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Aris Katsilakis
          Born 1974
          Lives and works in Serres, Greece.

          Aris Katsilakis’s work is attempting to express the artist’s agony and worry towards the
          violent changes that the genetic material of earth’s organisms are being put through,
          in order to adapt to the rapid changing modern environment. His work is informed by
          genetically  modifi ed  organisms,  genetic  pollution  and  genetically  altered  products.
          Focusing on natural form elements like plants, nests, cocoons, vital organs, fruits, living
          organisms, and through adopting different viewpoints and angles of perception, Katsilakis
          builds new “bio-forms”.
          Looking at nature’s forms from a different perspective began unconsciously in Katsilakis’s
          early childhood, since among his very fi rst memories are the ones of his artist father studying
          natural forms to gain inspiration for his ceramic artworks. Later on and whilst studying in
          the Fine Arts University of Athens Katsilakis discovered nature as an inexhaustible source of
          ideas and inspiration. That was the beginning of his own journey creating organic forms.

          The most common material used in Katsilakis’s  artworks is coloured wrapping and
          tissue paper, which undergoes a repeated process of layering and moulding with glue
          to  create  the  conceived colour  result.  Recycled, useless materials: signs of  a hyper-
          consuming  society,  industrial residues of  the  modern  world;  plastic, rubber,  carton,
          newspapers, strings, unprocessed wool - all materials that are worn by time, charged
          with ‘memories’ of their previous use, are being put through a process of re-composition
          and transformation to be given a new life.

          Katsilakis believes that with their unique properties and ‘memories’ they become part of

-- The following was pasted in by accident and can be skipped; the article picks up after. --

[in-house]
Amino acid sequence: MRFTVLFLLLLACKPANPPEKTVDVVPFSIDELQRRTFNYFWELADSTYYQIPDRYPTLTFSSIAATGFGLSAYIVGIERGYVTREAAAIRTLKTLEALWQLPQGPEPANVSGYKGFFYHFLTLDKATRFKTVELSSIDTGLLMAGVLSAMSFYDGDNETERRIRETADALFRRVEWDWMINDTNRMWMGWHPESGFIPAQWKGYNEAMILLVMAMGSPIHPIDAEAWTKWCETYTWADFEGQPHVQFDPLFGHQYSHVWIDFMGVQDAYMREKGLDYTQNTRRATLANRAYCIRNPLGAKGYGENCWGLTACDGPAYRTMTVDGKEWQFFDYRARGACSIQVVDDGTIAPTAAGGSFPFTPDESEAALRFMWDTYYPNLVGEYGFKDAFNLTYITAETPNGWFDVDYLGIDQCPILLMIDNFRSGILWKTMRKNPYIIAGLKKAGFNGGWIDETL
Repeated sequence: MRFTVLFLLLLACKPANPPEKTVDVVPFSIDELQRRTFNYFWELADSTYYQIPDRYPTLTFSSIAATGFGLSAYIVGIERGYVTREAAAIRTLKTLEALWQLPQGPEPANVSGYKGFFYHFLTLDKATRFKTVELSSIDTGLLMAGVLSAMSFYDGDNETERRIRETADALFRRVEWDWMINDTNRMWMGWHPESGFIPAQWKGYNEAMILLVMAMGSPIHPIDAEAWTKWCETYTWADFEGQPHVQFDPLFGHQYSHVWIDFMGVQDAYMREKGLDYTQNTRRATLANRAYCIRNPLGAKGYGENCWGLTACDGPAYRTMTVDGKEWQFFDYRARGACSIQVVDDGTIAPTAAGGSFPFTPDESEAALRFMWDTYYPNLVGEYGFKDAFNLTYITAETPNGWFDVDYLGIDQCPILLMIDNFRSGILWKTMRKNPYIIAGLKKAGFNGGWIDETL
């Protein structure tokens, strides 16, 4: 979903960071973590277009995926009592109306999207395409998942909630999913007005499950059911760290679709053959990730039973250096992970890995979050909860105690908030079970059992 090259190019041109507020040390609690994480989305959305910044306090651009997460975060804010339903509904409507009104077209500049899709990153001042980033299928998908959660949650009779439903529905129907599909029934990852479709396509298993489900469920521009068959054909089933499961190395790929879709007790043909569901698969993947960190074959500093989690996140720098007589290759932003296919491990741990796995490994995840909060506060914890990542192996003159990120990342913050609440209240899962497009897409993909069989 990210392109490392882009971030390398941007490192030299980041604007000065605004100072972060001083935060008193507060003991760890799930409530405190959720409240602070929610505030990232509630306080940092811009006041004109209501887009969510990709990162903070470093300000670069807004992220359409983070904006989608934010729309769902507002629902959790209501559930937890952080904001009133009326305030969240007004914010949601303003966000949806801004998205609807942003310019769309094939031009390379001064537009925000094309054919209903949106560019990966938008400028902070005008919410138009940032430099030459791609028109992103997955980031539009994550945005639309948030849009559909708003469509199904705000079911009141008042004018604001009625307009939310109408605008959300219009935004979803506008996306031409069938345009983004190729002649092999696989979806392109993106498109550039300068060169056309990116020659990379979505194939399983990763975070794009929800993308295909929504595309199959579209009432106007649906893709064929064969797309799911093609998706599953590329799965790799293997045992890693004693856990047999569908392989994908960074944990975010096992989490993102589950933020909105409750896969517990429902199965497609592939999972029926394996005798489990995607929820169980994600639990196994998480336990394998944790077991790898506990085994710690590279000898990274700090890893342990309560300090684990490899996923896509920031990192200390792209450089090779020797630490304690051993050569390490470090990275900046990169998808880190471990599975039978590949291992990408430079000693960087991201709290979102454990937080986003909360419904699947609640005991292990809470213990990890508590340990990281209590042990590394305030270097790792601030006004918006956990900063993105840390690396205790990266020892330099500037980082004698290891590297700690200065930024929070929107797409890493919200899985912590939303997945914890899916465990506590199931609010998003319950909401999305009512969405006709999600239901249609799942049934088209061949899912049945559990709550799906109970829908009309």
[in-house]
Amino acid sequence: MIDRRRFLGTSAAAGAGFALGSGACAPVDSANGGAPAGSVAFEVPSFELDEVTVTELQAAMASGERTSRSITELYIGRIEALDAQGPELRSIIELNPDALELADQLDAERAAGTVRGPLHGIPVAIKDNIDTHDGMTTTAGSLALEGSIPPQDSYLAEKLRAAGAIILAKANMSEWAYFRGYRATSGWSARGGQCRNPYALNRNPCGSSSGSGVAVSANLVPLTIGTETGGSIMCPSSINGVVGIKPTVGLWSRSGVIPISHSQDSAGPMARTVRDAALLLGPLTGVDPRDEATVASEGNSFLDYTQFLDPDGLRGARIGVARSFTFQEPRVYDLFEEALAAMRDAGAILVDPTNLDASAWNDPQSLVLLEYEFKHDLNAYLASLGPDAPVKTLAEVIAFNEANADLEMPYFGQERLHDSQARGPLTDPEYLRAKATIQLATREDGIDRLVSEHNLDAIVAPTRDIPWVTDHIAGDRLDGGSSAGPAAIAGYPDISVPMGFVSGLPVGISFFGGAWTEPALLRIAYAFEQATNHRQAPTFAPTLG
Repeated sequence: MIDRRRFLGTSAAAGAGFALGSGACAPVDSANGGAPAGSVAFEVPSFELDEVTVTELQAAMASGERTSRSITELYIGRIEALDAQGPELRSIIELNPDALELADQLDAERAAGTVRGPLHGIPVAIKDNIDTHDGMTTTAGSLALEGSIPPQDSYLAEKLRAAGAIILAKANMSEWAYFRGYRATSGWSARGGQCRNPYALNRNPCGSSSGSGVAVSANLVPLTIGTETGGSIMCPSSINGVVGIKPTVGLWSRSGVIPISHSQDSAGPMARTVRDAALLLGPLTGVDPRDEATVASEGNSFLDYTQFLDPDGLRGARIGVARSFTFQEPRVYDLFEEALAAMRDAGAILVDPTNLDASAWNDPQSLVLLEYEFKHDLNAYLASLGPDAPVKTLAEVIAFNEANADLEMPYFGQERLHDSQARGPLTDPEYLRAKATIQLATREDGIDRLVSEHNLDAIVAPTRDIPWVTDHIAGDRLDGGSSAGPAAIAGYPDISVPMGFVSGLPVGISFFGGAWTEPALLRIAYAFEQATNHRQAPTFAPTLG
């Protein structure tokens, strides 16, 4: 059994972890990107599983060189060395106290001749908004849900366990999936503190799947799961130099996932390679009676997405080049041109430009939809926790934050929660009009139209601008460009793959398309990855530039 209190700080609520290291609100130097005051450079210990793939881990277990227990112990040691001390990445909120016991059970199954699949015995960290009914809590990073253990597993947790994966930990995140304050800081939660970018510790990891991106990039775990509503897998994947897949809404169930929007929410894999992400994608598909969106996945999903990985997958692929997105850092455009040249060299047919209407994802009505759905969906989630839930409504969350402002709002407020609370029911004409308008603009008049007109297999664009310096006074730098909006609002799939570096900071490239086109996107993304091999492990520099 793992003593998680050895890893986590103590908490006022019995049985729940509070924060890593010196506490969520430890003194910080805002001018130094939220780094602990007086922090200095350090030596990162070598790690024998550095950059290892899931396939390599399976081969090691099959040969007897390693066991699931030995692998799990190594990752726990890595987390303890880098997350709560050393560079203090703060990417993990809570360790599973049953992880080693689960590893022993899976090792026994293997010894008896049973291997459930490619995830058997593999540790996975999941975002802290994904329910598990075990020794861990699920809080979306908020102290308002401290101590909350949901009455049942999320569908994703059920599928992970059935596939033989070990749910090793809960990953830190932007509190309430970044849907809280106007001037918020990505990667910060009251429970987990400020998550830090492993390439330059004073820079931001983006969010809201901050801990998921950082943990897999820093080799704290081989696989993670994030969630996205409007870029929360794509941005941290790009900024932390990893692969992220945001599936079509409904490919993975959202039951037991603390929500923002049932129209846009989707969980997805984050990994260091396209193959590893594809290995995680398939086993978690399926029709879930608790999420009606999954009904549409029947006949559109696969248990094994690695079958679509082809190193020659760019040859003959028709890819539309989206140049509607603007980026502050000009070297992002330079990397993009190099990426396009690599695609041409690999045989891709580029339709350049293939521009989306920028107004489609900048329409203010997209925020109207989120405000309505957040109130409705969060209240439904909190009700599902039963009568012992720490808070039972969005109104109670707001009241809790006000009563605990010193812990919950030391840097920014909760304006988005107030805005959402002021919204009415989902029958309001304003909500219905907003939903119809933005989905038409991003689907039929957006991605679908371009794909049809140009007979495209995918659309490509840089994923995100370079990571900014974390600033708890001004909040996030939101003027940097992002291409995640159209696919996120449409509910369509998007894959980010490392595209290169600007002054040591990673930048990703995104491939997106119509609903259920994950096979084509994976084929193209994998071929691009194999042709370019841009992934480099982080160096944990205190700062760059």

the creative process, by which he is trying to present a new reality. A reality that aims to
          trigger the viewer’s senses, so they don’t remain uninvolved but feel as a co-perpetrator
          and  a  part  of  this  charmingly  ugly,  imaginative  nature  that  he  believes  refl ects  the
          mutation that organic life suffers under modern man.

          ARIS  KATSILAKIS  was  born  in  Romania  where  his  parents  were  expatriated  and  in  1980  he  was
          repatriated in Greece where he lives and works. In 1998 Katsilakis enrolled at the Fine Art School of the
          Tinos Island, famous for its long history in marble producing and sculpting. He graduated from there
          in 2001 with a scholarship to continue his studies at the University of Fine Arts in Athens, progressing
          his studies in the Sculpture Workshop Department with Professor I. Papagiannis and in Photography
          Workshop with Professor M. Babousis, both distinguished artists in their fi eld. Between 2007 to 2011
          Katsilakis taught sculpture as a Lecturer (407/80) of the Department of Fine and Applied Arts, University
          of Western  Macedonia and since 2011 teaches Plastic and Pottery  in the  Department  of Interior
          Architecture, Interior Design and Drawing Objects in Technological Educational Institution of Serres,
          Greece. Katsilakis presented 2 solo exhibitions held at Kaplanon 5 (Athens) and House Papavasileiou
          (Serres),  and  in  numerous  group  exhibitions  including;  Baton  7  2012,  Gallery  Zoumboulakis  (2012),
          Gallery  Myro (2011),  Kaplanon, House Shina, 8th Festival  of Ancient Amphipolis,  Greece, (2007),
          Lambrakis, Municipal Gallery of Kallithea, Greece (2007), 12th International Month of Photography
          2005, 11th International Month of Photography 2004 and exhibited work at the Biennale Internazionale
          Vicenza  2002, Venice,  Italy (2002). His works  are  located  in  private collections  and  public
          spaces worldwide.

                                                                                                                               Above: Mutation, 2010, Coloured wrapping paper, recycled materials.
                                                                                                                               h: 60cm w: 105cm d: 110cm.

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